Manchester by the Sea


The Beach Boys wrote a lot of good songs in the 50 plus years they’re been a band. My opinion always changes as to which one is my favorite, but right now it seems to have settled on Surf’s Up. Maybe that’s why while watching Manchester by the Sea, one line from that song popped into my mind and seem to resonate with the movie. “A choke of grief heart hardened I/Beyond belief a broken man too tough to cry.” Casey Affleck is that broken man, and Manchester by the Sea is about his grief.

He plays Lee Chandler, a man who at one time was married to a lovely woman named Randi (Michelle WIlliams) and lived in a small town in Massachusetts, Manchester-by-the-sea. Their divorce caused him to leave the town to live alone in Boston as an apartment handyman. Several funny scenes at the beginning of the film show Lee’s day-to-day life dealing with the many quirky people who live in the building. Ordinarily these scenes would be used for cheap laughs, but writer/director Kenneth Lonergan does surprisingly more with them. He contrasts these goofy people with Lee’s blank stare and unamused reactions, which actually makes the scenes a bit funnier. More crucially, however, it shows that Lee is still deeply bothered by his past.

His situation isn’t about to get any better. One morning he gets a phone call saying his brother John (Kyle Chandler) has been hospitalized with cardiac arrest (something a doctor said he was prone to a few years earlier). By the time he makes it to the hospital in Manchester-by-the-sea, John has died. Lee’s clearly saddened by this but doesn’t spend too much time dwelling on it; instead, he starts planning the funeral. During this process he reads his brothers will and finds out he’s been appointed guardian to his 16-year-old nephew (Patrick).

Lee is a complex character, and his predicament is more than just a simple, sitcom-like plot that I’ve described. He’s completely taken aback by the news, although the solution seems pretty simple. As Patrick, played by Lucas Hedges, asks: “I have a life here. You’re a janitor in Boston. Why can’t you move?” But that’s his biggest problem; he refuses to move back.

To go further into detail about the plot would ruin the impact of the film, but stopping here also doesn’t to the movie nearly as much justice as it deserves. It’s not the cliche, melodramatic, Lifetime Original Movie it may seem to be on paper. It’s a rich, powerful, deeply human movie, helped by a handful of career-defining performances.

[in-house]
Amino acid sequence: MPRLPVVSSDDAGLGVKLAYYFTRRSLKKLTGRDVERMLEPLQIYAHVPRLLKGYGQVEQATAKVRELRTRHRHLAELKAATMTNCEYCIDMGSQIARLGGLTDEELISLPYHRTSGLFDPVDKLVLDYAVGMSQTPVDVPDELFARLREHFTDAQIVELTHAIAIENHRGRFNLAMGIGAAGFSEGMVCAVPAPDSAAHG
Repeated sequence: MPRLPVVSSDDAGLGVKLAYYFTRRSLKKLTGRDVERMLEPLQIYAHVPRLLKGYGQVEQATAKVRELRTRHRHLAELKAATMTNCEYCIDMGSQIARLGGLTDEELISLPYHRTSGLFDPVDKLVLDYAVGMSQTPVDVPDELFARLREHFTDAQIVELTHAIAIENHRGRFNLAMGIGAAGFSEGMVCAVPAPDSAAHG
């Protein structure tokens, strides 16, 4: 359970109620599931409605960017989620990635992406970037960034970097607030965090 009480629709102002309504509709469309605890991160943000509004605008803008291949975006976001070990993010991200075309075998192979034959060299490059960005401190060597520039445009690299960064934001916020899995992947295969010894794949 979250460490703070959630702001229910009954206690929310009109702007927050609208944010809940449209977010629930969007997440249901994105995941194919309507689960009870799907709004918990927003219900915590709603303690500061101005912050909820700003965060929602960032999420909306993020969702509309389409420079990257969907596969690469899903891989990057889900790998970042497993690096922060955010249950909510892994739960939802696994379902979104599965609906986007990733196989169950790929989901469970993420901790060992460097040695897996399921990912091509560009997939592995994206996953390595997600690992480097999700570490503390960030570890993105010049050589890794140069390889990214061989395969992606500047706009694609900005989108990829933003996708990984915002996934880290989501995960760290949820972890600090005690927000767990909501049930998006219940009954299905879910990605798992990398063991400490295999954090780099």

For starters, Lucas Hedges is phenomenal. Up until now he was probably best known as that evil ginger kid from Moonrise Kingdom that Suzy stabs with scissors (and speaking of Suzy, Kara Hayward is in this too as his girlfriend). But here he really proves himself as an actor, making sure Patrick never comes off as whiney or annoying. In fact, as a teenager going through what he’s going through, he’s effectively sympathetic without asking to be. He does something hard to pull off onscreen; he’s a teenager.

Don’t be fooled by advertisement — Michelle Williams and Kyle Chandler really aren’t in this movie a whole lot. Both have about 3 or 4 key scenes apiece, but they are more than effective in them. Williams tearful exchange with Lee after running into him late in the movie is one of the most heartbreaking scenes of the year. And Chandler fills his character with enough brotherly warmth that by the end of the movie you miss him too.

But this movie really belongs to one person; Casey Affleck. This is his movie and he delivers what is easily the best performance of his career. He’s the epitome of the broken man to tough to cry, and in every scene you can feel his pain of trying to keep himself together (especially in the scenes he shares with Williams). He hits every note of Lee’s character, and he does so effortlessly. It’s a towering performance and a tremendous achievement.

Manchester by the Sea is very similar to another Sundance movie, In the Bedroom. Both are about coping with a death in the family. And, both are set in small Nor’Eastern towns (Bedroom was Maine, Manchester is Massachusettes). But don’t think Manchester is a gloomy movie that only aims to make people cry. There’s actually a good amount of humor in it. It helps break the dramatic tension in it, and helps Manchester be one of the best movies of the year.

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